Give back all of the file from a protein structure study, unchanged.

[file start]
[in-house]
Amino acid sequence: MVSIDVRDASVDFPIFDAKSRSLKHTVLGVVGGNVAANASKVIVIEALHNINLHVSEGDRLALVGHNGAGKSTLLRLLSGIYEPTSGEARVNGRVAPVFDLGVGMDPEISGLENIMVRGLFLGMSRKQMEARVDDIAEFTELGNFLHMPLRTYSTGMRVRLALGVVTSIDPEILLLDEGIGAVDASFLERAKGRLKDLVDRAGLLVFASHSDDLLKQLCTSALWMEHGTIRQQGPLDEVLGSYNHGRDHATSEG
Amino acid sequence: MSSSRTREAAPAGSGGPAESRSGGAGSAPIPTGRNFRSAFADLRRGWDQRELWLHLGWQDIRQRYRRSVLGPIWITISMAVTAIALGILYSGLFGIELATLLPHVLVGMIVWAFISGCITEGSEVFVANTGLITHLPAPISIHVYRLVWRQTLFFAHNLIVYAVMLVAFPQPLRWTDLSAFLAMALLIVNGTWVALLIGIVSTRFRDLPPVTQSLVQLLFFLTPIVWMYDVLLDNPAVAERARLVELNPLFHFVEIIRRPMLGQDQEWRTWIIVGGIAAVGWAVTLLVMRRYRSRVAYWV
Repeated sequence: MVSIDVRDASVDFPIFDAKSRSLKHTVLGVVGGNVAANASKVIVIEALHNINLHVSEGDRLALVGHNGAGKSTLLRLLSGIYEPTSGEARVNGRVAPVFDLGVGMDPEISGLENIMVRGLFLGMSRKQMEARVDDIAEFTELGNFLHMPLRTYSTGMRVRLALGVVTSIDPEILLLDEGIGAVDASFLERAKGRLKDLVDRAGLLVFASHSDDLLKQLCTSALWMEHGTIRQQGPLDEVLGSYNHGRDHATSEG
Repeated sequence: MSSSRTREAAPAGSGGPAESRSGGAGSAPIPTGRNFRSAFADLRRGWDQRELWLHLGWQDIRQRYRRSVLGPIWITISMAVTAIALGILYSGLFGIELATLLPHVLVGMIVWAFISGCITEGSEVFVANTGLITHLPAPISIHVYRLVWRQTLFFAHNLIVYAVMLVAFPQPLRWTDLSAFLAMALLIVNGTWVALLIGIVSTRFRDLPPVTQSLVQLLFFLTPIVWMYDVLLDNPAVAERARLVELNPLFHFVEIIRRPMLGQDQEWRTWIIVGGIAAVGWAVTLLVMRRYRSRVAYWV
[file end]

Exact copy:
[in-house]
Amino acid sequence: MVSIDVRDASVDFPIFDAKSRSLKHTVLGVVGGNVAANASKVIVIEALHNINLHVSEGDRLALVGHNGAGKSTLLRLLSGIYEPTSGEARVNGRVAPVFDLGVGMDPEISGLENIMVRGLFLGMSRKQMEARVDDIAEFTELGNFLHMPLRTYSTGMRVRLALGVVTSIDPEILLLDEGIGAVDASFLERAKGRLKDLVDRAGLLVFASHSDDLLKQLCTSALWMEHGTIRQQGPLDEVLGSYNHGRDHATSEG
Amino acid sequence: MSSSRTREAAPAGSGGPAESRSGGAGSAPIPTGRNFRSAFADLRRGWDQRELWLHLGWQDIRQRYRRSVLGPIWITISMAVTAIALGILYSGLFGIELATLLPHVLVGMIVWAFISGCITEGSEVFVANTGLITHLPAPISIHVYRLVWRQTLFFAHNLIVYAVMLVAFPQPLRWTDLSAFLAMALLIVNGTWVALLIGIVSTRFRDLPPVTQSLVQLLFFLTPIVWMYDVLLDNPAVAERARLVELNPLFHFVEIIRRPMLGQDQEWRTWIIVGGIAAVGWAVTLLVMRRYRSRVAYWV
Repeated sequence: MVSIDVRDASVDFPIFDAKSRSLKHTVLGVVGGNVAANASKVIVIEALHNINLHVSEGDRLALVGHNGAGKSTLLRLLSGIYEPTSGEARVNGRVAPVFDLGVGMDPEISGLENIMVRGLFLGMSRKQMEARVDDIAEFTELGNFLHMPLRTYSTGMRVRLALGVVTSIDPEILLLDEGIGAVDASFLERAKGRLKDLVDRAGLLVFASHSDDLLKQLCTSALWMEHGTIRQQGPLDEVLGSYNHGRDHATSEG
Repeated sequence: MSSSRTREAAPAGSGGPAESRSGGAGSAPIPTGRNFRSAFADLRRGWDQRELWLHLGWQDIRQRYRRSVLGPIWITISMAVTAIALGILYSGLFGIELATLLPHVLVGMIVWAFISGCITEGSEVFVANTGLITHLPAPISIHVYRLVWRQTLFFAHNLIVYAVMLVAFPQPLRWTDLSAFLAMALLIVNGTWVALLIGIVSTRFRDLPPVTQSLVQLLFFLTPIVWMYDVLLDNPAVAERARLVELNPLFHFVEIIRRPMLGQDQEWRTWIIVGGIAAVGWAVTLLVMRRYRSRVAYWV